The kids loved this movie and laughed quite a bit, though to be honest, I was a little disappointed in this movie. It wasn't nearly as funny as the trailer made it look, and the plot was only so-so. I wished I had watched this at home after it came out on DVD from the library, but the kids enjoyed the movie treat, and that's what I cared about. We enjoyed our time together. I'm here to tell you, however, to skip this one in the theaters and wait for a better Pixar or Disney movie, and watch this one at home on the couch with a bucket full of popcorn made in the microwave.  It tastes just as good. 

Monday, August 22, 2016

#GiveYourChildTheWorld -- Beautiful British Columbia!

family shot in Salmon Arm, BC

Our family lives in Ft. Langley, British Columbia. This small village is part of the lowermainland of BC, which encompasses many large cities, farmland, mountain towns, and Vancouver metro that total about 3 million people! We love living right on the Fraser river where The Fort started the province of British Columbia as a famous trading post.  My husband is from this area, and I'm from Nebraska, where our two children were born. We've lived in the Pacific Northwest for almost 4 years (we lived in Blaine, WA, while I finished my immigration work while my husband commuted across the border every day to work in Canada), and in BC for two.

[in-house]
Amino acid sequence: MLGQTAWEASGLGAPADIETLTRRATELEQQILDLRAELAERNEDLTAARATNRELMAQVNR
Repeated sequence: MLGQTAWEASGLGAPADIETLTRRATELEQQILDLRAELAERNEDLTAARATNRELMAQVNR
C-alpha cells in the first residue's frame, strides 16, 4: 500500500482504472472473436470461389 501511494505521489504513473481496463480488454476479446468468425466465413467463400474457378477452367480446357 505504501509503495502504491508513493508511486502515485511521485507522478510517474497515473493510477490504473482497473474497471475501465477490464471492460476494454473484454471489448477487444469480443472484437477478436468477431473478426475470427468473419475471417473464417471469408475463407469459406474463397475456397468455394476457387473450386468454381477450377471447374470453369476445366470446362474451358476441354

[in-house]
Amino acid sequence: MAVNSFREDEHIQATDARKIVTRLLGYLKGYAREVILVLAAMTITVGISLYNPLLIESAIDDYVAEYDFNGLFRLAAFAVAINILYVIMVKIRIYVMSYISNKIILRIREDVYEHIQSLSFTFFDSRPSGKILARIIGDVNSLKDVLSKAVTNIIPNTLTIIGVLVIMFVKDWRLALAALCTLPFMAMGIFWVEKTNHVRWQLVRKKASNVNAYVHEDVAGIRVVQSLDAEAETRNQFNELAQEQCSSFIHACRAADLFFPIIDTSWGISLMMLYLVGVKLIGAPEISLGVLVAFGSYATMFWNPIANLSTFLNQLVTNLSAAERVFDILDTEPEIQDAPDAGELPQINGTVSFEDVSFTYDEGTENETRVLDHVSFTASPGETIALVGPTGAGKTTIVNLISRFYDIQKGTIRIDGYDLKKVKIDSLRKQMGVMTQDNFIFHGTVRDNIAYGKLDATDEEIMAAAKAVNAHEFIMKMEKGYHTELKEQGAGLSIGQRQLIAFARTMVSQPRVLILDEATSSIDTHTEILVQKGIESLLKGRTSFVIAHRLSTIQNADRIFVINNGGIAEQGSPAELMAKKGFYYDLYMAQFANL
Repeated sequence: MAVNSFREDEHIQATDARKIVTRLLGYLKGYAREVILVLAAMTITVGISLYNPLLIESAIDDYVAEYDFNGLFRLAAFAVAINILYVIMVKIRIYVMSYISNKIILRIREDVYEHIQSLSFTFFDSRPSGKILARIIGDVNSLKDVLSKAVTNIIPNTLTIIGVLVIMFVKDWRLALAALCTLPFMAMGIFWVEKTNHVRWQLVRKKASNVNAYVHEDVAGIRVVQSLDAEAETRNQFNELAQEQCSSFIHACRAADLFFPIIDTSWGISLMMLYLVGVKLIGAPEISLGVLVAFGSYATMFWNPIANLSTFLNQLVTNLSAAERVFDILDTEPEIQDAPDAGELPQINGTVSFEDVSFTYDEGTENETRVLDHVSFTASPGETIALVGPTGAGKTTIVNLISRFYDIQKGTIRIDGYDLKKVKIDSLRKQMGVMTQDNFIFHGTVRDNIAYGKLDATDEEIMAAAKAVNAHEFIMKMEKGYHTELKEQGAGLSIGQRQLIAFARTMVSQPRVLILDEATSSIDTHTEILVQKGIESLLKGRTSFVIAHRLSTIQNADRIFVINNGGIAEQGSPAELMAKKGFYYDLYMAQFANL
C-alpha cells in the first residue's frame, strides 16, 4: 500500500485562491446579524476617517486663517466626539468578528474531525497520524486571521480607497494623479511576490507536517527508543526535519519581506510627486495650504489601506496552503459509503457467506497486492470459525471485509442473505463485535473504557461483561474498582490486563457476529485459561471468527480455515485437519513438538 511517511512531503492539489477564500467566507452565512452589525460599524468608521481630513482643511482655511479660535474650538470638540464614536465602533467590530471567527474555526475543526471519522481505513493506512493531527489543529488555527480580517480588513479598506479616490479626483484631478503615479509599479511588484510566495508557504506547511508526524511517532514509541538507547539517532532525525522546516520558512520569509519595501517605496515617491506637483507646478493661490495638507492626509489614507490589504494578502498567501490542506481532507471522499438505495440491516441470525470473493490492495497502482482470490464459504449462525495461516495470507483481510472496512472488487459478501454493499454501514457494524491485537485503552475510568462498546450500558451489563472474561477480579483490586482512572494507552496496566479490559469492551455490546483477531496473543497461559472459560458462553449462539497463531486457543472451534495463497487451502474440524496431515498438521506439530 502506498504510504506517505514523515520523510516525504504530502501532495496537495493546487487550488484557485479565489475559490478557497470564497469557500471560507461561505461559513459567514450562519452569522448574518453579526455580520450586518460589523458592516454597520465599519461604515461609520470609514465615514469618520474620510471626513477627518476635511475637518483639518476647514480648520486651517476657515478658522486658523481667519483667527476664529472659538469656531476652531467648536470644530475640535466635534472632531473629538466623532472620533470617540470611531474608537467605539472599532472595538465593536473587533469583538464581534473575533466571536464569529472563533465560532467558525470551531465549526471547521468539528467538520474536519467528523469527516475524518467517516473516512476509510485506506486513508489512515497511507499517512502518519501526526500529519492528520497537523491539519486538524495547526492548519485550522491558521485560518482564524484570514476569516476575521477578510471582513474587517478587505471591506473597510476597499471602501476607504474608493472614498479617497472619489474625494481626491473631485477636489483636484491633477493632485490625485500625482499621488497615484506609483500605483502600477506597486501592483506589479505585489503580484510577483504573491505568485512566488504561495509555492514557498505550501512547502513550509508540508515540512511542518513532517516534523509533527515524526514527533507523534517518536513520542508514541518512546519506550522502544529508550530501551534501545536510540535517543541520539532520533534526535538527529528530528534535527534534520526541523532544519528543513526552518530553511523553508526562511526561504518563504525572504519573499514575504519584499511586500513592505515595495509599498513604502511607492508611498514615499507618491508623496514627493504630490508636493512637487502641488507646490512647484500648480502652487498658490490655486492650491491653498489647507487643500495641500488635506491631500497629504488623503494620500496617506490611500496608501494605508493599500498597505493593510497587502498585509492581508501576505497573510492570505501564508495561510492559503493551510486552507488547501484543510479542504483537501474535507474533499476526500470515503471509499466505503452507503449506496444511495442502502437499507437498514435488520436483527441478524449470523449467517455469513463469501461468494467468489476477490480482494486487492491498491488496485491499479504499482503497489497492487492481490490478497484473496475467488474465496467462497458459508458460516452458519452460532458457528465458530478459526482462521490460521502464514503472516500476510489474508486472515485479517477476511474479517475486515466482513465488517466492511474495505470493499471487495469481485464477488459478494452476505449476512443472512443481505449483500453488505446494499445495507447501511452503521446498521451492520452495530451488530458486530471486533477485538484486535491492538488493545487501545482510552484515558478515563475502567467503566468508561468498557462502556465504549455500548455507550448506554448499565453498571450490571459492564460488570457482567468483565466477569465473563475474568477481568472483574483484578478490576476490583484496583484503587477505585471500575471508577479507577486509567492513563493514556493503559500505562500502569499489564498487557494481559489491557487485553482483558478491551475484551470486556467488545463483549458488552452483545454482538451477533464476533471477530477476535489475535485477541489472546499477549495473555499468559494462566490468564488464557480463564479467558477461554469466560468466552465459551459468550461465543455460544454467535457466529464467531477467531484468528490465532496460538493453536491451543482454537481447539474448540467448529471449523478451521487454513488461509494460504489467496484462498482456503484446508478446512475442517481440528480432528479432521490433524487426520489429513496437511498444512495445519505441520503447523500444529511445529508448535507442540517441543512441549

Here in Langley, we have a fantastic homeschooling community, and my children Lukka, 9, and Ani, 7, spend many of their days riding bikes through town, going to the library, playing with Copper, our dog, or listening to loads of audiobooks. We hike on the weekends all over 'Beautiful BC', hit the beach when it's sunny, and head into Washington state when we need a change (or just some Trader Joe's!), or to pick up our American-bought packages. 

Ani and dad reading 

We love living in BC, and of course, my husband feels he's finally 'home' after 11 years living in the US. We love living in the area because there are so many spots for outdoor recreation. This includes lakes, mountains for hiking, beaches and the coast, islands to ferry to and canoe around, and plenty of camping options on or off the grid. Tourism is a big money-maker for this area because it's simply STUNNING. Imagine farmland landscapes with horses, berry farms and fresh fruit stands everywhere, mountains in the background, and when you're entering the city of Vancouver: bridges crossing over the water channels, snow-capped mountains always looming, beautiful forests, and the ocean always so close on the west side!